3. Rik Keller

          Ken A:

          I haven’t been saying that Davis is a “horrible racist city”. I have been looking at the structural and systemic reasons why Davis might have fewer persons of color than some surrounding communities and California as a whole.

          There are mountains of evidence and studies produced by economists, sociologists,  historians, geographers, and the like to support the thesis that the effects of structural and systemic racism and discrimination are still with us decades later. And there are mountains of evidence that discrimination is still rampant (if we are just talking about housing, i have seen published estimates of 4 million fair housing violations per year related to race/ethnicity). So, the key question is: what statements, if any, you disagree with in the following paragraph? And what sourced evidence can you provide that contradicts them?:

          “Racial and Ethnic Disparities in Child Poverty Did Not Happen by Accident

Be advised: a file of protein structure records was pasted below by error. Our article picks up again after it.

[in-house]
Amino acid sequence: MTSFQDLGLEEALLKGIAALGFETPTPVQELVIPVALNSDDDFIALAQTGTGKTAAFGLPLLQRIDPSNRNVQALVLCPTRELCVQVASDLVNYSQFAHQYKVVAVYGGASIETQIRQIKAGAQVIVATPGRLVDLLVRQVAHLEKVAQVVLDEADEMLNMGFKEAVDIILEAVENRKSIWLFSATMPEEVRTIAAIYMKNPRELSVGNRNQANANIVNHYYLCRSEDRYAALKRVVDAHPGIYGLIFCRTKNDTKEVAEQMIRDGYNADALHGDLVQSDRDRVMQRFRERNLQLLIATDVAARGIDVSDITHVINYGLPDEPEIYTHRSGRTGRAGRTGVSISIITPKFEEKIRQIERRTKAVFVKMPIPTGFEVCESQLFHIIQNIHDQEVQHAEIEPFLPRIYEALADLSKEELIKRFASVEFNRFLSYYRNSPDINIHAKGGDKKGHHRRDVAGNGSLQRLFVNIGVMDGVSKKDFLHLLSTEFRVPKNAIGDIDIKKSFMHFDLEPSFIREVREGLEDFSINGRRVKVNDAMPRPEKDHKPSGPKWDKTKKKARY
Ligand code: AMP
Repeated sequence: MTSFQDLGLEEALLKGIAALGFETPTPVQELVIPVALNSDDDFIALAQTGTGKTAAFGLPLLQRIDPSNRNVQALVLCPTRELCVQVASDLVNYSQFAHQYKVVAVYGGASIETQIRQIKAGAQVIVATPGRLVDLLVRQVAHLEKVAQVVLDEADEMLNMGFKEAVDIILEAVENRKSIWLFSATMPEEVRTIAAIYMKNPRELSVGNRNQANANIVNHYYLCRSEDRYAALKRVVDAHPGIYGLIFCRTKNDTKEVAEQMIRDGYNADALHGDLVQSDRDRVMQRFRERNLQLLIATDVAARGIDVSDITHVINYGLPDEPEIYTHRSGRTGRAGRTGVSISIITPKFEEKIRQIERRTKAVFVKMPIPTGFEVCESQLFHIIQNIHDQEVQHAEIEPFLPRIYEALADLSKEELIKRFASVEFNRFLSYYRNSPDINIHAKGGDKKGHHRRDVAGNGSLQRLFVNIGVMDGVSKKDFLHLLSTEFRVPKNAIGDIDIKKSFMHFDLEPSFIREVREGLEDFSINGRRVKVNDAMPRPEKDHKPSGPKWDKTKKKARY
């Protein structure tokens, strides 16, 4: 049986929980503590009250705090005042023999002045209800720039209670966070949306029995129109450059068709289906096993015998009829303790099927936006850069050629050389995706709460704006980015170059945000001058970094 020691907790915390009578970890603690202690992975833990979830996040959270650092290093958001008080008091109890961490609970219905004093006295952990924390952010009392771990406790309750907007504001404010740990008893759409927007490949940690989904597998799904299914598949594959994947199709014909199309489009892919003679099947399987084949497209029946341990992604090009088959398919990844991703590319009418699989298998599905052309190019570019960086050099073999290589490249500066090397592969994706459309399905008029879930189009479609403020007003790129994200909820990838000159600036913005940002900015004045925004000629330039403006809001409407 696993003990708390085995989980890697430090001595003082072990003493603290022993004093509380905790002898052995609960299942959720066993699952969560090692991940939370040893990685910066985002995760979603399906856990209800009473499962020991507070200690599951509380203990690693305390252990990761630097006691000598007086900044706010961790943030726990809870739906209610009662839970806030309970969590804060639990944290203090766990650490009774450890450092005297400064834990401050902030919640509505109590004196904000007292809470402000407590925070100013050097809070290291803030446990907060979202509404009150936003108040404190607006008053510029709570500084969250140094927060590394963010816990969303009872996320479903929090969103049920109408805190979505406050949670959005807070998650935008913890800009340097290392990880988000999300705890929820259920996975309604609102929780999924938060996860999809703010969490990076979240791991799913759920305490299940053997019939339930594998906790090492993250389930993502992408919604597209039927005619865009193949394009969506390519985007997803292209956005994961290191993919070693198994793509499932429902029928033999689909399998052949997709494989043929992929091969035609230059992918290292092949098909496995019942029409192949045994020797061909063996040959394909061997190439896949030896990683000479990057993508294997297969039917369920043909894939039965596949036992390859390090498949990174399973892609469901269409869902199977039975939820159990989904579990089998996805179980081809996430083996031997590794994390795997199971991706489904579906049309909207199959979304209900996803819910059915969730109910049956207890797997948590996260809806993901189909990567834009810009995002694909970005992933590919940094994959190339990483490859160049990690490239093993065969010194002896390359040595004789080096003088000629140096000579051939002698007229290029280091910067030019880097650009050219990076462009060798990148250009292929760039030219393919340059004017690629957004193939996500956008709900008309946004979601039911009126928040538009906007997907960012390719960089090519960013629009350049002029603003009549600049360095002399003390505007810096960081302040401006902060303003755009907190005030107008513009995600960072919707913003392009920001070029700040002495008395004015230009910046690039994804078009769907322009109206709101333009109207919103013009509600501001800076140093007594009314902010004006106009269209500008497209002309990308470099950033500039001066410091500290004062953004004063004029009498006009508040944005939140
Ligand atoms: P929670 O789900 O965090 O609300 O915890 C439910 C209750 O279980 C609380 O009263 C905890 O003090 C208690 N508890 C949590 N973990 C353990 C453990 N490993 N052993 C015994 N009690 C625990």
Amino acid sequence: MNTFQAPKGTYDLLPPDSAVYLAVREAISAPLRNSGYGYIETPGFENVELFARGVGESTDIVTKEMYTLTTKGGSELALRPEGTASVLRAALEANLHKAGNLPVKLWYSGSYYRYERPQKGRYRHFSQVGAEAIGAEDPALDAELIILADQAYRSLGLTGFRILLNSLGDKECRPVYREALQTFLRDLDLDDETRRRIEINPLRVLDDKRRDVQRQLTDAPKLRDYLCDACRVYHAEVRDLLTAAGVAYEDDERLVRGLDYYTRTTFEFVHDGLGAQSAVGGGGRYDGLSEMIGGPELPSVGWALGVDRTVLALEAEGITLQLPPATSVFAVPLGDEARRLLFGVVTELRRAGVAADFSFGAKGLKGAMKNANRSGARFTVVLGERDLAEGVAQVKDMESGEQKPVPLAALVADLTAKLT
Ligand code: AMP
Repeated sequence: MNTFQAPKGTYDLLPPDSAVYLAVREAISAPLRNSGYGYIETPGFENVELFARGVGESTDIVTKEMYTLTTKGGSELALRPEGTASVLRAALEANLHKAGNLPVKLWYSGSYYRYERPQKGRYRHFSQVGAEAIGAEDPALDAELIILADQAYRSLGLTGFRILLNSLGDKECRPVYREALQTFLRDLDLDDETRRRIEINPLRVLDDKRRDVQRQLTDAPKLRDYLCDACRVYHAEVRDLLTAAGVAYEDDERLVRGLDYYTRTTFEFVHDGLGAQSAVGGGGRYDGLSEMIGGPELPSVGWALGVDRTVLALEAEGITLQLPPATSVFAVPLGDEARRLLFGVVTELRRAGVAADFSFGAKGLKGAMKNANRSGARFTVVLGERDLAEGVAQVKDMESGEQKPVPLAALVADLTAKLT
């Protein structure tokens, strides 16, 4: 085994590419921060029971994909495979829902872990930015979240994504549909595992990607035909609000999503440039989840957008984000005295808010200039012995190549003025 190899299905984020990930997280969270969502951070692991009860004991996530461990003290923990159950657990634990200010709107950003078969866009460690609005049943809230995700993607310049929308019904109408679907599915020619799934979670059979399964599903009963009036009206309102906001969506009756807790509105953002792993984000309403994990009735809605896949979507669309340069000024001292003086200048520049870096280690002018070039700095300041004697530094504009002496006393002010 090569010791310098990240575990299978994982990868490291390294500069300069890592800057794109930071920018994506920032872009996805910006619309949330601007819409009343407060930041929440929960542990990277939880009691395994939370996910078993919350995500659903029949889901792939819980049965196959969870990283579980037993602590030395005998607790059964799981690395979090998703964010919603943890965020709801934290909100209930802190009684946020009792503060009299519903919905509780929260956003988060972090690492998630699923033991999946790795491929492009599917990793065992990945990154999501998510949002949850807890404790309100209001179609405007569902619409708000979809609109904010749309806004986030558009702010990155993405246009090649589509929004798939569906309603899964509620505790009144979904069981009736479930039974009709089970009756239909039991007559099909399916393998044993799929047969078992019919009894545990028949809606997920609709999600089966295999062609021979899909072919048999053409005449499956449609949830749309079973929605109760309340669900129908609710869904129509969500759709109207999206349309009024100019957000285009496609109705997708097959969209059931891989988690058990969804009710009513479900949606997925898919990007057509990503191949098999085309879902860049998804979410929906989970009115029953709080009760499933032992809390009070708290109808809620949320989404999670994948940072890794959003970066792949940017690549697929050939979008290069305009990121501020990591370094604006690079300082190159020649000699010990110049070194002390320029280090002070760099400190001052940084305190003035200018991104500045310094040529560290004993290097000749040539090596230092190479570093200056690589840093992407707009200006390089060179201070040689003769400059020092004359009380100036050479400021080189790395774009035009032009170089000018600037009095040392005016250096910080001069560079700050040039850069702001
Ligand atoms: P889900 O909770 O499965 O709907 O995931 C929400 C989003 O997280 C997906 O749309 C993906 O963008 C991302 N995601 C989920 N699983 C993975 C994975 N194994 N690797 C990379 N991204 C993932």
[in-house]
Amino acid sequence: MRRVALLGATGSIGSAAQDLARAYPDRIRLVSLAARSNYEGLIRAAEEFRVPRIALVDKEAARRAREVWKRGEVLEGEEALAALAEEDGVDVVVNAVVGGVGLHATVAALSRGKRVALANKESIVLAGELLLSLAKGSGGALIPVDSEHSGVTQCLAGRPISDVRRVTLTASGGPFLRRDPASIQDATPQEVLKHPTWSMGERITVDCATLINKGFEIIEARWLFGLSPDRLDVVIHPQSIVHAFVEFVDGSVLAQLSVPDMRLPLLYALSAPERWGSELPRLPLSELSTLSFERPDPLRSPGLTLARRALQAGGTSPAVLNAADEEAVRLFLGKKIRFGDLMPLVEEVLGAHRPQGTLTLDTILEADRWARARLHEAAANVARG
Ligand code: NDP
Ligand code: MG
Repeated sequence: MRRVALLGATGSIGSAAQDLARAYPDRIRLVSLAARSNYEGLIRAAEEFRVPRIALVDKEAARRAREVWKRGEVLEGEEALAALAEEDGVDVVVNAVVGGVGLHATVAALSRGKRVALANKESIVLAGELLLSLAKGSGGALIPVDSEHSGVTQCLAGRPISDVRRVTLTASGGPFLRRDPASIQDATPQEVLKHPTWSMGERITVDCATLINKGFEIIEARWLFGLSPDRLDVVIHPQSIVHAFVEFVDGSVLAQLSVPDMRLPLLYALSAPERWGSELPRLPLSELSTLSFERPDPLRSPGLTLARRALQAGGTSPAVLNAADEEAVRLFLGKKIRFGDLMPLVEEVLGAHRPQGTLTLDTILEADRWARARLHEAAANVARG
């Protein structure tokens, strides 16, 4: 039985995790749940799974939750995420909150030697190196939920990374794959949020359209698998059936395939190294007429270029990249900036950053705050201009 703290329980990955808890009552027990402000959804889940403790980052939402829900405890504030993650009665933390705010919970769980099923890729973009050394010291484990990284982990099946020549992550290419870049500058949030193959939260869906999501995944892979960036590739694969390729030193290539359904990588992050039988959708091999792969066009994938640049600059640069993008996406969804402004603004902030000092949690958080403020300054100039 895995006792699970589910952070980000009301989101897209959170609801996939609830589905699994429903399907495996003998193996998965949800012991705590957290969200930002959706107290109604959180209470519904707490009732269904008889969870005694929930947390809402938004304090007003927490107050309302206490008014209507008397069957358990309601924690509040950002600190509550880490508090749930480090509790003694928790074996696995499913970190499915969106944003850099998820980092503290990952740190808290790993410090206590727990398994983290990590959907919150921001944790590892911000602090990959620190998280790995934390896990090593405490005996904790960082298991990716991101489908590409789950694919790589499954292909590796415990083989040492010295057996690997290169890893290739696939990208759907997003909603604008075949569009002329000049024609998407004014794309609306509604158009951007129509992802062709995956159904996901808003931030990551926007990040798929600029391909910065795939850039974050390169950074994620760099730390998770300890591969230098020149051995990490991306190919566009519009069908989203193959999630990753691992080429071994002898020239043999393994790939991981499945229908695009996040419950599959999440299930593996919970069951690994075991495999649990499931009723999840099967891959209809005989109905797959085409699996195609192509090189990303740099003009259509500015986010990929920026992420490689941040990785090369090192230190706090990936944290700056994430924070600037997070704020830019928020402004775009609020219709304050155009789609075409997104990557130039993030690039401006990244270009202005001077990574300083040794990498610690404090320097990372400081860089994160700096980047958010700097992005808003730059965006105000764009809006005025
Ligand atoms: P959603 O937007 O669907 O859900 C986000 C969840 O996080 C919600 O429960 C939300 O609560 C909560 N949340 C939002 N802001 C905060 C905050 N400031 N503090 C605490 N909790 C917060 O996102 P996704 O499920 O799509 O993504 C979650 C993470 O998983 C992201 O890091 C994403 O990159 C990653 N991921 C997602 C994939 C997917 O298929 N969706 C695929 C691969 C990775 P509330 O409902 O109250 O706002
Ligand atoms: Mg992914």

In large part, these disparities in economic hardship during childhood reflect the legacy of blatantly discriminatory policies and practices, together with other forms of discrimination that continue today, that effectively cut many families of color off from opportunity and continue to limit their mobility up the economic ladder. While these policies and practices were primarily directed at black families and individuals, they laid the foundation for segregation among other communities of color. For instance, a wide range of racist housing policies and practices throughout the past century, such as discriminatory city zoning ordinances, redlining, and racially restrictive covenants, fostered racially segregated neighborhoods. On top of this, national transportation policies facilitated “white flight” from cities to suburbs, which further accelerated public and private disinvestment in communities where black families were confined and cut their neighborhoods off from employment opportunities. Although many of these overtly racist policies have been outlawed or discontinued, discriminatory practices that preserve racial segregation continue today. Outright racist policies have been replaced by subtler methods of racial exclusion, such as ostensibly “race-neutral” exclusionary zoning practices and public housing programs that, in effect, continue to confine many families of color to distressed areas where poverty is concentrated and opportunity is limited. Families living in poverty in these areas face what Elizabeth Kneebone and Natalie Holmes have described as the “double burden of being poor in a very poor place,” as these neighborhoods provide limited access to the building blocks of opportunity, such as good schools and jobs.”